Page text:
Ukraine: An 81-year-old's pain at being forced from home by conflict
Larissa and her daughter lived in Shyrokyno, a small town on the Azov Sea. Once there were 1,000 people there. Now only six are left.
MARIUPOL, Ukraine, March 4 (UNHCR) - The old woman wipes away tears. "It hurts," she says, "It hurts to be driven from your home at 81. I lived there all my life. Seven generations of my family have lived there."
Larissa Riabseva no longer lives in Shyrokyno, a small town in Ukraine, on the coast of the Azov Sea. Once there were 1,000 people there. Now six are left.
Larissa, along with her daughter Elena, wanted to stay as well. But their village became a prize bitterly fought over in the struggle between government and anti-government forces. The shelling started last September. By the beginning of February it had become intense. Now there is a truce.
The two women stayed in their house, but when shelling damaged the roof and blew out their windows, they took refuge in a neighbour's basement. They huddled under the artillery fire for five days. When they finally came out and phoned a relative, he was stunned.
"He said, what are you still doing there? You have to leave," Larissa recalled. The only way to flee was on foot, through the firing. "We ran for five kilometres, following the beach. We had to fling ourselves down and hide in the dunes when the shelling got too close."
Now the two women sit forlornly on a couch in an apartment in Mariupol, the port city 20 kilometres to the west. Elena's daughter found friends who rented them the flat. UNHCR provided clothes and blankets.
They were able to register as internally displaced people and still receive their tiny state pensions. Three-quarters of their pension money goes to pay for rent, heat and electricity.
They consider themselves lucky. They live close to Elena's daughter and Larissa's grandchildren. Many other residents of their village are now being housed in dormitories or have been forced to move further away to find shelter.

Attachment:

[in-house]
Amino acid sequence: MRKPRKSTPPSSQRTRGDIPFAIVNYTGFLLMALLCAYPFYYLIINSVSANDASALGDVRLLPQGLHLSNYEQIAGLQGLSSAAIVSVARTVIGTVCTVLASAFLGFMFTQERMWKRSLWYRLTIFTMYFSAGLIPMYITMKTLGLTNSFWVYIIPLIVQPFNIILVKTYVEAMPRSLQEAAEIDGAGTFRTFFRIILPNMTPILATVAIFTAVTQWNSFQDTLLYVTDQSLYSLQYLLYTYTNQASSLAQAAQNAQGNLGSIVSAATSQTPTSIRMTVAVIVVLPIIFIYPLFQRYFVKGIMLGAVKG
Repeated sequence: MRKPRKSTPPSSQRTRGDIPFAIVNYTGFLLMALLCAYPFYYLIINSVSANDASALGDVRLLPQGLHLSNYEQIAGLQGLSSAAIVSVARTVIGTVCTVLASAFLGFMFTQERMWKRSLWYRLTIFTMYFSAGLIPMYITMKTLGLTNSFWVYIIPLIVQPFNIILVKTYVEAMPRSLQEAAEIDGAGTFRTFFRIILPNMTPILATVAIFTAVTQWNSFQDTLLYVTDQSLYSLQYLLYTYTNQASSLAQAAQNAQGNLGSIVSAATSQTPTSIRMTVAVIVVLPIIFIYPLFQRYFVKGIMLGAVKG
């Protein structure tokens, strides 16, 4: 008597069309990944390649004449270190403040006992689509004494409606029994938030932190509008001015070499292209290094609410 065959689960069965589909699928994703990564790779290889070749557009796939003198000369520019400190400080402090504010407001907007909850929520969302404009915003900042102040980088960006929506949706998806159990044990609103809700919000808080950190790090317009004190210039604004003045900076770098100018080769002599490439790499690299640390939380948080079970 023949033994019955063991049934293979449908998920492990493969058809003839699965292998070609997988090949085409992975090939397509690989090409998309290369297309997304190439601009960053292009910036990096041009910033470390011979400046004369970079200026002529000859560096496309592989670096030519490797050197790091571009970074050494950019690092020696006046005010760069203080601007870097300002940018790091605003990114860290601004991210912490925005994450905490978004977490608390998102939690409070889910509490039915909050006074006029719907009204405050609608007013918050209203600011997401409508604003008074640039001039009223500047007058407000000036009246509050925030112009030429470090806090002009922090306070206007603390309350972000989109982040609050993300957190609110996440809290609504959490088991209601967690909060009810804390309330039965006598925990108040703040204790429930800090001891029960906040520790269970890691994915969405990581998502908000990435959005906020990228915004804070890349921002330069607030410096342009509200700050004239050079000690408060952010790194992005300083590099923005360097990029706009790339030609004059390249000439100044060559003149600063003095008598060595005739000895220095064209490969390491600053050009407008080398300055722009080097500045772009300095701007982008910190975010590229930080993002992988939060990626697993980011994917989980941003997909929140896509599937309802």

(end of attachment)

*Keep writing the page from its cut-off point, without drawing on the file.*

"And people here have been wonderful, so generous," Larissa said. "It was Elena's birthday on February 14. She's 62. Neighbours brought her presents, shoes and clothes. They even gave us a TV. We had nothing but what we were wearing."
But sadness shadows their gratitude. "We hope to go back," Elena said. "But we fear it will never end, the firing will never stop. So far we're safe, but we still hear the shelling and it terrifies us."
Larissa was a child in World War II. Her parents were killed. She was shot in the leg. She still has the bullet. "But I've never been so scared in my life as I was under the shelling in the cellar in the village," she said. "It's very hard to live here and not be able to go back. It's dreadful. It weighs on my soul."
Her daughter Elena added: "We never thought we would see fighting in Europe, right where we live, again."
When the conflict arrived, Larissa was still working. She taught Ukrainian, even as the shelling forced teachers and pupils to huddle in the corridor of the school. Now the building is a shell, destroyed by artillery fire. The old woman is proud that she kept working and frustrated that she can't teach any more.
She thinks often of her work and about the big house where she and Elena lived, with a vegetable plot and ducks, as well as a dog and a cat. Their neighbour has insisted on staying through all the danger. He keeps an eye on their property and they phone him every day.
"We have asked him to feed the dog and cat," Elena said. "And to eat the ducks."
By Don Murray in Mariupol, Ukraine